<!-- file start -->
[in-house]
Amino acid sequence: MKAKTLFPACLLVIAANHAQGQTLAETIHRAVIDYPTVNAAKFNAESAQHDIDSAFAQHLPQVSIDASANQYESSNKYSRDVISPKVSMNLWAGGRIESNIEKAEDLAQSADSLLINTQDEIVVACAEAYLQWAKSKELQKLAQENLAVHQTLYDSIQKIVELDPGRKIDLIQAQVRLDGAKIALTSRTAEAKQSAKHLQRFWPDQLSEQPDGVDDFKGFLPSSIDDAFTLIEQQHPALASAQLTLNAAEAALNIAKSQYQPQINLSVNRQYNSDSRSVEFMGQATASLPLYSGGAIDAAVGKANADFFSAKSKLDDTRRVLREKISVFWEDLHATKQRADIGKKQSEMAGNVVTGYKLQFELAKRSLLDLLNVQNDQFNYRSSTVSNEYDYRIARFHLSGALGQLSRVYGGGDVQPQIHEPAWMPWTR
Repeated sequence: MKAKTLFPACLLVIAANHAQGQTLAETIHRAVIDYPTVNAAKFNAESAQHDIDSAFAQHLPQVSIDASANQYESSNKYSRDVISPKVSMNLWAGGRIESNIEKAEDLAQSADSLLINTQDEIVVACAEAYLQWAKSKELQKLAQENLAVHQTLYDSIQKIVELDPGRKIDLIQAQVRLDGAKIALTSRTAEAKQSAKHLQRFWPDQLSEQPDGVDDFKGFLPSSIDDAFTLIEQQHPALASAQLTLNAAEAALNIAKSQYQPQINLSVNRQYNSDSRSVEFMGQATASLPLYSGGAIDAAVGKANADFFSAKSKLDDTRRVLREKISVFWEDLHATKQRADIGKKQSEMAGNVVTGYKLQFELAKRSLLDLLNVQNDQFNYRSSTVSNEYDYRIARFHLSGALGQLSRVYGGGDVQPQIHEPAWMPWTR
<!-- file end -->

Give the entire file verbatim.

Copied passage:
[in-house]
Amino acid sequence: MKAKTLFPACLLVIAANHAQGQTLAETIHRAVIDYPTVNAAKFNAESAQHDIDSAFAQHLPQVSIDASANQYESSNKYSRDVISPKVSMNLWAGGRIESNIEKAEDLAQSADSLLINTQDEIVVACAEAYLQWAKSKELQKLAQENLAVHQTLYDSIQKIVELDPGRKIDLIQAQVRLDGAKIALTSRTAEAKQSAKHLQRFWPDQLSEQPDGVDDFKGFLPSSIDDAFTLIEQQHPALASAQLTLNAAEAALNIAKSQYQPQINLSVNRQYNSDSRSVEFMGQATASLPLYSGGAIDAAVGKANADFFSAKSKLDDTRRVLREKISVFWEDLHATKQRADIGKKQSEMAGNVVTGYKLQFELAKRSLLDLLNVQNDQFNYRSSTVSNEYDYRIARFHLSGALGQLSRVYGGGDVQPQIHEPAWMPWTR
Repeated sequence: MKAKTLFPACLLVIAANHAQGQTLAETIHRAVIDYPTVNAAKFNAESAQHDIDSAFAQHLPQVSIDASANQYESSNKYSRDVISPKVSMNLWAGGRIESNIEKAEDLAQSADSLLINTQDEIVVACAEAYLQWAKSKELQKLAQENLAVHQTLYDSIQKIVELDPGRKIDLIQAQVRLDGAKIALTSRTAEAKQSAKHLQRFWPDQLSEQPDGVDDFKGFLPSSIDDAFTLIEQQHPALASAQLTLNAAEAALNIAKSQYQPQINLSVNRQYNSDSRSVEFMGQATASLPLYSGGAIDAAVGKANADFFSAKSKLDDTRRVLREKISVFWEDLHATKQRADIGKKQSEMAGNVVTGYKLQFELAKRSLLDLLNVQNDQFNYRSSTVSNEYDYRIARFHLSGALGQLSRVYGGGDVQPQIHEPAWMPWTR